BACKGROUND: Accidental ingestion of a dental bur during the dental procedure is a rare, but a potentially serious complication. Early recognition and foreign body retrieval is essential to prevent adverse patient outcomes.
CASE PRESENTATION: A 76-year old male patient, presented to the department with a chief complaint of sensitivity in his upper right back tooth due to attrition. After assessing the pulp status, root canal therapy was planned for the tooth. During the procedure, it was noticed that the dental bur slipped out of the hand piece and the patient had accidentally ingested it. The patient was conscious and had no trouble while breathing at the time of ingestion of the bur although he had mild cough which lasted for a short duration. The dental procedure was aborted immediately and the patient was taken to the hospital for emergency care. The presence and location of the dental bur was confirmed using chest and abdominal x-rays and it was subsequently retrieved by esophagogastroduodenoscopy (EGD) procedure under general anaesthesia on the same day as a part of the emergency procedure. The analysis of this case reaffirms the importance of the use of physical barriers such as rubber dams and gauze screens as precautionary measures to prevent such incidents from occurring.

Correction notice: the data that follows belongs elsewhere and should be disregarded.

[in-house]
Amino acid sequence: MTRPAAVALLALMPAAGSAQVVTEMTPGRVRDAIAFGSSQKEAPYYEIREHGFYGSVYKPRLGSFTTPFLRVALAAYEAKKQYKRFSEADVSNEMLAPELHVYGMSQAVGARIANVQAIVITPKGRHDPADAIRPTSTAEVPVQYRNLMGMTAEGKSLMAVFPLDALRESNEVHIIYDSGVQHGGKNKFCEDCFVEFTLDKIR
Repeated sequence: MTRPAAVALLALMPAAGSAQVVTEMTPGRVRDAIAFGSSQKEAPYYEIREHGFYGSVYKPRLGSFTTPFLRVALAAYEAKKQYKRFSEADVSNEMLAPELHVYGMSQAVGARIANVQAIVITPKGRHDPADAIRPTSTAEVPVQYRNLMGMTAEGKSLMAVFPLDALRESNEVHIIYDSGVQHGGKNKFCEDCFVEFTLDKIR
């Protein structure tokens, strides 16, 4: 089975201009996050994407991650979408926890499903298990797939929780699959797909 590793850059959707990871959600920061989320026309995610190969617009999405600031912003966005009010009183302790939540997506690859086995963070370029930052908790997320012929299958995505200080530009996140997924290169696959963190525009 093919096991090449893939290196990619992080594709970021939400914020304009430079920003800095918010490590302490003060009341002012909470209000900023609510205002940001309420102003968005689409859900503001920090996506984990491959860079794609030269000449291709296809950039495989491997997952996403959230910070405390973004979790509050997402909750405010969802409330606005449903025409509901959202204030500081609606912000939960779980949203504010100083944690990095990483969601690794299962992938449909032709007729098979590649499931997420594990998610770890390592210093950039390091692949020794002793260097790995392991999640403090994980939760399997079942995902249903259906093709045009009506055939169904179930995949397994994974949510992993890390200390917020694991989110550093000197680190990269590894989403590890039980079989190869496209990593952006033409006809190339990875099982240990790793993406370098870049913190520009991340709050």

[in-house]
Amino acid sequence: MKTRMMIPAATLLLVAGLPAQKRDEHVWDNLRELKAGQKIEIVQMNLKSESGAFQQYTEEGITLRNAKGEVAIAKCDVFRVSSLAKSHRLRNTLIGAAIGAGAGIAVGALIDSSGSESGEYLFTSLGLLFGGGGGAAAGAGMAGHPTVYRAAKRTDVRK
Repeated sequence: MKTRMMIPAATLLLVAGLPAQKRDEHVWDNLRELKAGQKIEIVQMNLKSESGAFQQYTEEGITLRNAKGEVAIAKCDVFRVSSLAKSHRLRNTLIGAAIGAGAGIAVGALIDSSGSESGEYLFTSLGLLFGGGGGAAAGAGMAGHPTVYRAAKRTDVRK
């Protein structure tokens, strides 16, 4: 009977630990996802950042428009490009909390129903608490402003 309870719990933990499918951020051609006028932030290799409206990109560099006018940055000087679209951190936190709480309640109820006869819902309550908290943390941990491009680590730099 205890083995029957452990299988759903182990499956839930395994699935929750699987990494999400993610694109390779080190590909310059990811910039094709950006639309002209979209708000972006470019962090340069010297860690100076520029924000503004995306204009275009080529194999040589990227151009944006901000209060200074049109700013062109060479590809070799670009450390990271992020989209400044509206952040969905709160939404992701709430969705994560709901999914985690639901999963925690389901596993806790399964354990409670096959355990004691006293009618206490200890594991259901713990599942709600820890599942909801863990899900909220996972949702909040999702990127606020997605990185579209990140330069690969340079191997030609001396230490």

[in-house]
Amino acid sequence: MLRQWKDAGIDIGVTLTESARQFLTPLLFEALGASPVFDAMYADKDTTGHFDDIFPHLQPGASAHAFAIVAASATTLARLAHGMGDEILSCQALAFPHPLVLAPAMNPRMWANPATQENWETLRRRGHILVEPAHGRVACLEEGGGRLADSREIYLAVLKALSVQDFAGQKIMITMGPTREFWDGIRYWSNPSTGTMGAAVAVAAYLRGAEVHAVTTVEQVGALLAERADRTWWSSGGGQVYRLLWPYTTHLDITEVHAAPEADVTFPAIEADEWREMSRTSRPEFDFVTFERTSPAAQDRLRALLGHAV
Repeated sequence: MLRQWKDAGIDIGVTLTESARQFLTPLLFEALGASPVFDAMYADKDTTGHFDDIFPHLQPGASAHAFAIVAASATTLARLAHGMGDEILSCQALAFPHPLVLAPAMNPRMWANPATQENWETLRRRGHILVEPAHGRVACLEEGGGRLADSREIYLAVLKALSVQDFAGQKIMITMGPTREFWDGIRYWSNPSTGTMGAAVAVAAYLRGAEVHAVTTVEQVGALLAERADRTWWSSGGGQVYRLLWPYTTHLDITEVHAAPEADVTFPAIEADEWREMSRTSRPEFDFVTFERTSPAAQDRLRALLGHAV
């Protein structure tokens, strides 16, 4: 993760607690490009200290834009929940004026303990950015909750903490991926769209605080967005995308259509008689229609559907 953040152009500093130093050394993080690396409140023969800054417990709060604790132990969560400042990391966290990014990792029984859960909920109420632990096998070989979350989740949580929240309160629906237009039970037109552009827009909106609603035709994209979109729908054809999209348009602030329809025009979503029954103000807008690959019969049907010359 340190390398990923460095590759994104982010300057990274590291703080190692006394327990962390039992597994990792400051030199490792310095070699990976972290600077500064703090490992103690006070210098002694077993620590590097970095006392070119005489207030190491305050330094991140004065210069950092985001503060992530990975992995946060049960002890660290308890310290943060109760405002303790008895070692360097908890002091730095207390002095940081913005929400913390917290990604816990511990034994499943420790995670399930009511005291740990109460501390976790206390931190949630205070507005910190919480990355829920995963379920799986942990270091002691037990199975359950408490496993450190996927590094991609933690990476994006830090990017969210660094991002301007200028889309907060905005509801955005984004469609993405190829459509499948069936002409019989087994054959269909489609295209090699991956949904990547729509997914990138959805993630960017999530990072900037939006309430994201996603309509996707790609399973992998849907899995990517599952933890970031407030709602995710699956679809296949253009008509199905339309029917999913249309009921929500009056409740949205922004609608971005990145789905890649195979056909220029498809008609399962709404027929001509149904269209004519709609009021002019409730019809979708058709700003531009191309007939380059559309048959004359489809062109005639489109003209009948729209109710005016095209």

CONCLUSION: Ingestion of instruments are uncertain and hazardous complications to encounter during a dental procedure. The need for physical barrier like rubber dam is mandatory for all dental procedures. However, the dentist should be well trained to handle such medical emergencies and reassure the patient by taking them into confidence. Each incident encountered should be thoroughly documented to supply adequate guidance for treatment aspects. This would fulfil the professional responsibilities of the dentist/ clinician and may help avoid possible legal and ethical issues. This case report emphasizes on the need for the usage of physical barriers during dental procedures in order to avoid medical emergencies.
* Title and MeSH Headings from MEDLINE®/PubMed®, a database of the U.S. National Library of Medicine.